The Voluntary and Community Sector actively contributes to the strategic priorities of Medway Council and play a crucial role in improving the lives of Medway residents. Following a range of commissioning activities from Medway Council, the Business Support Overview and Scrutiny Committee have requested to hear directly from the sector about the current state of play for organisations in Medway.
This paper outlines the questions that have been asked of the sector, with the feedback scheduled to be circulated in advance of the committee meeting, in order to inform the discussion.
Following a range of commissioning activities from Medway Council, the Committee had requested to hear directly from the Voluntary and Community Sector (VCS) about the current state of play for organisations in Medway.
Members considered a paper which outlined the questions that had been asked of the sector. The feedback received had been circulated in a supplementary agenda. The Head of Head of Health and Wellbeing Services clarified that an attempt had been made to hear from a range of VCS groups but the views expressed in the supplementary paper did not necessarily reflect the whole sector.
The Committee then heard from Jane Howard (CEO of Medway Voluntary Action) Dalia Halpern-Mathews (Independent Chair of the VCS Leaders Network) and John Morley (Former Independent Chair of the VCS Leaders Network and CEO of Age UK Medway) who made the following points:
· The VCS in Medway was significant with 1,143 organisations in total covering a wide breadth of issues. It was a collection of organisations who had voluntarily started to address a need and was not just a collection of volunteers.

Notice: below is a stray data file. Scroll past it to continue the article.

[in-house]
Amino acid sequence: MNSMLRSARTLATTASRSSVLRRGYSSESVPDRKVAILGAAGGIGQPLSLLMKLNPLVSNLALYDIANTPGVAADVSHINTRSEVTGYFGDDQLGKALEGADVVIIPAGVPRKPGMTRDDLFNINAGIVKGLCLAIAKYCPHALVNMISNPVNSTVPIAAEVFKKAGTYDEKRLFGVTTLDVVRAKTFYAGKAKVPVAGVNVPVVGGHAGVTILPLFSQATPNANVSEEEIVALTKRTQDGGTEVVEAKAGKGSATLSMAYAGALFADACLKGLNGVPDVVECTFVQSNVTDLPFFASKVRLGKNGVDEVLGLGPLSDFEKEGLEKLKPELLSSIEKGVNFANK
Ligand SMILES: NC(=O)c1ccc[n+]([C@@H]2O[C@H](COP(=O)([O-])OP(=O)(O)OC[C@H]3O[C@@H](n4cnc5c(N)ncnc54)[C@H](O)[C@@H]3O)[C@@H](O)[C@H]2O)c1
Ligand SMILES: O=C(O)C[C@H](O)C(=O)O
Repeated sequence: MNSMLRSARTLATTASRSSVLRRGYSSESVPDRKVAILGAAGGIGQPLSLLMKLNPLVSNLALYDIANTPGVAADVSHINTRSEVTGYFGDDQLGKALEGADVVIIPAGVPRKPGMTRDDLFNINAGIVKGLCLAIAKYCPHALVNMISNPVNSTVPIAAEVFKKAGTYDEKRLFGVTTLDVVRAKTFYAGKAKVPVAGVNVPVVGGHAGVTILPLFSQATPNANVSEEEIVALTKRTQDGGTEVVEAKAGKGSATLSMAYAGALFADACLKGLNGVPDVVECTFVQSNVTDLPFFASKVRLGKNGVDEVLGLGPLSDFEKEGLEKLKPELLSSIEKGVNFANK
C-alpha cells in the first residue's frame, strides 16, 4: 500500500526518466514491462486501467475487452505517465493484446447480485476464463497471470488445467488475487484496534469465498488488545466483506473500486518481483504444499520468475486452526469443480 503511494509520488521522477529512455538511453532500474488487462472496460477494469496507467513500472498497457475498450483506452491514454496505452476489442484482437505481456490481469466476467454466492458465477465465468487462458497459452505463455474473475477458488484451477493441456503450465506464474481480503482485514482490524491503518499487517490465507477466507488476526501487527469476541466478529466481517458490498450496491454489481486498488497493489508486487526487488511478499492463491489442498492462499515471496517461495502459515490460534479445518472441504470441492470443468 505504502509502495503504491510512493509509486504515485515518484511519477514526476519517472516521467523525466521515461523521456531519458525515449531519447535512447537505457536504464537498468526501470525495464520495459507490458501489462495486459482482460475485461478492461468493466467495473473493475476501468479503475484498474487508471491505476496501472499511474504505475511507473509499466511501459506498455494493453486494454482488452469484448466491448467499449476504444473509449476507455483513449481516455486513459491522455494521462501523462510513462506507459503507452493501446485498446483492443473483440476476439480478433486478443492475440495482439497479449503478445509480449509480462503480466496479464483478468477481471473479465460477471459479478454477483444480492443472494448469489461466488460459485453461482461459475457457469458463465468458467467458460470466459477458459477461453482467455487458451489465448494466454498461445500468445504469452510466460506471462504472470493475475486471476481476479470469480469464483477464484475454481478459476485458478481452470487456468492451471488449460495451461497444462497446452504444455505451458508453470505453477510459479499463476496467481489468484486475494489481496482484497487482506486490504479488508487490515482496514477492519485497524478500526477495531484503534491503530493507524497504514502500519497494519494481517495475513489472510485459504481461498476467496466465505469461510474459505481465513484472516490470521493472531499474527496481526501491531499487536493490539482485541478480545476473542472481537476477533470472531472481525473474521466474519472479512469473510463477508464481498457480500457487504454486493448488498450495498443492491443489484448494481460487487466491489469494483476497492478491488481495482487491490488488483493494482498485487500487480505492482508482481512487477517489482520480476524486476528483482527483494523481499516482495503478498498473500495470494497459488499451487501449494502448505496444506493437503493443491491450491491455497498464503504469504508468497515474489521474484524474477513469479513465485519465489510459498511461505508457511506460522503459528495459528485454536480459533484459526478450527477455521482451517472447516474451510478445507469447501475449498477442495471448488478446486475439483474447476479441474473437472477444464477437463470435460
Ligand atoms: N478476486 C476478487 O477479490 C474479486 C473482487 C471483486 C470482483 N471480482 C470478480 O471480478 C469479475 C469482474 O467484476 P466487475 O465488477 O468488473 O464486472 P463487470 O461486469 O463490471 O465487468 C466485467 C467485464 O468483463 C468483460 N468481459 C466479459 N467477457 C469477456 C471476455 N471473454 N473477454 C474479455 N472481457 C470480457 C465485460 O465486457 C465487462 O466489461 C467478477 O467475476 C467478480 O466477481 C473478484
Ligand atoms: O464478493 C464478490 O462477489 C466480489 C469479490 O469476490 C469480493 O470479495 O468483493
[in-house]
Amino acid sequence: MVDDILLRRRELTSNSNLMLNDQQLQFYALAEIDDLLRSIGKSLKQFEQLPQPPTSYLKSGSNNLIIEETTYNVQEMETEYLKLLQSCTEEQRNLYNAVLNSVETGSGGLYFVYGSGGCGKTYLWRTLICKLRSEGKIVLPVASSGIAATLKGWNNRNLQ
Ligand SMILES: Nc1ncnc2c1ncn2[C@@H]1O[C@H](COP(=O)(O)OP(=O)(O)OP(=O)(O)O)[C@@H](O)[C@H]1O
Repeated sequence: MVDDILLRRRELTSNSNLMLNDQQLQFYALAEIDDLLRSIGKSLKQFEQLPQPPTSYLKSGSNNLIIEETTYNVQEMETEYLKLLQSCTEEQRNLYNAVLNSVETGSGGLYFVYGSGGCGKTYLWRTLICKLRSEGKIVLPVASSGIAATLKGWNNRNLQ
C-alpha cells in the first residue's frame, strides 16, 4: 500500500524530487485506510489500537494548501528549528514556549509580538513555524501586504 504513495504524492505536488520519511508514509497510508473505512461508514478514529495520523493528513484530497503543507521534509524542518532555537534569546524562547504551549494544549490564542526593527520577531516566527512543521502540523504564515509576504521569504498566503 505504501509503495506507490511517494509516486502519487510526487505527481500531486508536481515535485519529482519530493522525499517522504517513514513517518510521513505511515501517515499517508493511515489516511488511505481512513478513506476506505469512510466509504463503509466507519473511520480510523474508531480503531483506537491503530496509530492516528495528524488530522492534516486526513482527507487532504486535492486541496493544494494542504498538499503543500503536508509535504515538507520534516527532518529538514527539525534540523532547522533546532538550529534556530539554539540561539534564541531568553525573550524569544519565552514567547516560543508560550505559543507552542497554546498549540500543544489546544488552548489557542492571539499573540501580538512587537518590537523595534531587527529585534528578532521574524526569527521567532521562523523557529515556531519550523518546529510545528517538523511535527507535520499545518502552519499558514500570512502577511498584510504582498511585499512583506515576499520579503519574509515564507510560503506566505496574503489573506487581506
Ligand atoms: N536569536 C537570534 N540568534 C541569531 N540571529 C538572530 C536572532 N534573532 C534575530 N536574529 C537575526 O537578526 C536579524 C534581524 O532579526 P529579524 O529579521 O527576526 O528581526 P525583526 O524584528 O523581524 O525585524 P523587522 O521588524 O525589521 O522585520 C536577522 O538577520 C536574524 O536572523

· The main challenges facing the sector were: income, awareness, lack of staff, volunteers and safeguarding.
· The workforce tended to be highly educated, professional and skilled
· The sector could deploy resources quickly to make a difference and was able to collaborate and share resources and expertise. Services could be delivered more cheaply than statutory services.
· Without the sector the gaps in service delivery would be greater.
· Charities were closing due to a lack of money or loss of contracts.
· The voluntary sector faced pressures to deliver more and recognised that in a time of austerity more needed to be done for less.
· Going forward the VCS needed to be a major partner of the Council.
· There was a need to think creatively and for everyone to maximise their assets to bring in extra funding.
· How the sector was funded and how commissioning worked should be looked at.
· The City of Culture Bid was an opportunity to galvanise local engagement, increase funding and improve the health and wellbeing of the area.
· Different models in other parts of the country were highlighted which had led to more responsive services, a reduction in long term costs and greater investment in the local economy and it was suggested these should be looked at to see what might work in Medway.
Members thanked the VCS representatives for their input and the following comments and questions were raised:
· Issues facing smaller charities – in response to a question, Ms Halpern-Mathews commented that, on their own, it was difficult for smaller charities to bid for contracts but by working collaboratively they could bid for larger contracts or apply for grant funding. Regarding how smaller charities could better access resources, reach more people and provide a more modern service in fit for purpose premises, the Committee was advised that one answer might be to look at having community asset transfers or for contracts to have a social value element built into them to lever in funds. S.106 agreements were another opportunity to bring in funds for the sector. The VCS in Medway recognised there was no extra public money to be distributed and there was a need to think creatively. The Future High Street funds presented an opportunity to make venues available for communities and the VCS. Some councils had made space available for charities in their community centres.